Propagation of ‘Longhua’ is primarily through grafting and cutting. In vitro culture has not been well established. Both the parental L. macranthoides and L. japonica have been used as rootstocks for grafting. Grafted plants can flower in the second year if the rootstocks have a height over 50 cm. Cuttings can be either single eye or multiple eyes and should be made from plants less than three years old. Rooted cuttings can grow up to 1.5 m in three years and plants then flower. ‘Longhua’ is highly adaptable to different soil types with pH ranging from 5.5 to 7.5 and is able to grow in mountainous areas, hilly countries, or plains. Plants should be transplanted 2.1 m apart (≈2250 plant per hectare) and fertilized with 0.15 kg of N–P2O5–K2O and 0.1 kg of magnesium annually. Application of composted organic fertilizers at 2 kg per plant is highly recommended each spring after pruning.

Lonicera ‘Longhua’ in Hunan Province sprout in late February with a temperature above 10 °C. The first flower appears in middle May; flowering peak time is early July. The fresh weight per 1000 flowers is 151 g. To determine flower yield and CGA content of ‘Longhua’, two field trials were conducted in different locations of Longhui County, Hunan Province. Grafted ‘Longhua’ was compared with parental L. macranthoides as well as previously selected cultivars Jincuilei, Yincuili, and Baiyun that were also graft-propagated at the same time as ‘Longhua’. Flower sizes, flower yield, and CGA contents were determined; data were analyzed by analysis of variance (SAS GLM; SAS Institute, Cary, NC), and mean separations were performed using Fisher’s protected least significant differences at the 5% level. Results showed that ‘Longhua’ had a mean flower length of 5.94 cm and flower apex diameter of 3.20 cm, which were significantly greater than the other tested cultivars (Table 1). Flowers harvested from the third year of plants were 1.55 kg per plant based on dry weight, which was higher than the parental plants and ‘Yincuilei’, comparable to ‘Jincuilei’ and ‘Baiyun’ (Table 1). Thus, a hectare of ‘Longhua’ could produce ≈3488 kg of dry flowers annually. The CGA content in dry flowers was 7.25%; this was significantly greater than the other tested cultivars with the exception of ‘Baiyun’.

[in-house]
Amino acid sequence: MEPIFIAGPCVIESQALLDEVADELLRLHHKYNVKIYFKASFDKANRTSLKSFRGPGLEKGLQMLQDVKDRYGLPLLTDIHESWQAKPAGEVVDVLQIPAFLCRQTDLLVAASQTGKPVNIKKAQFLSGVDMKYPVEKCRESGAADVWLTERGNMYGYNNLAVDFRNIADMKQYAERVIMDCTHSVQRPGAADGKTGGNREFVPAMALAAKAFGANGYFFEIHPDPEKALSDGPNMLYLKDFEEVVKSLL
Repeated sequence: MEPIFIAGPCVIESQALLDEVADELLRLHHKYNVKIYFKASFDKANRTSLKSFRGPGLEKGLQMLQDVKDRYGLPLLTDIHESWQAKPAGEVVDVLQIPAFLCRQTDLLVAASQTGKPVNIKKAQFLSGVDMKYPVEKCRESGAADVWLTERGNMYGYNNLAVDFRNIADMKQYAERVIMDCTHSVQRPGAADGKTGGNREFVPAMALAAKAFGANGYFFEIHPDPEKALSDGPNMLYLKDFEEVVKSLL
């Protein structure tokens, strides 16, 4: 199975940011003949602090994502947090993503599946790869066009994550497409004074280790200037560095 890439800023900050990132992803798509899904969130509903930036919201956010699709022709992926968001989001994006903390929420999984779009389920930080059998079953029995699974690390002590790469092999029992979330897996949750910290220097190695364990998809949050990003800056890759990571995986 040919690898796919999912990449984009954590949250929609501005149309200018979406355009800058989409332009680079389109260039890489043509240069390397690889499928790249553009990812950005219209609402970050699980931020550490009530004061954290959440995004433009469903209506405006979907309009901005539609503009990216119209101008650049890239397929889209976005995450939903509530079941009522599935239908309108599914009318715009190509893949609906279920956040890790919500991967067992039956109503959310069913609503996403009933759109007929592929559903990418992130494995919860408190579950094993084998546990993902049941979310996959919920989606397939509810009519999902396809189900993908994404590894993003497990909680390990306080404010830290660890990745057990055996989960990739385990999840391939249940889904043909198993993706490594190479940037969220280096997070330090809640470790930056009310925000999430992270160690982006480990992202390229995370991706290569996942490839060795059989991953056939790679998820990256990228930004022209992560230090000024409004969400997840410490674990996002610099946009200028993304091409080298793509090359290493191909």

Table 1.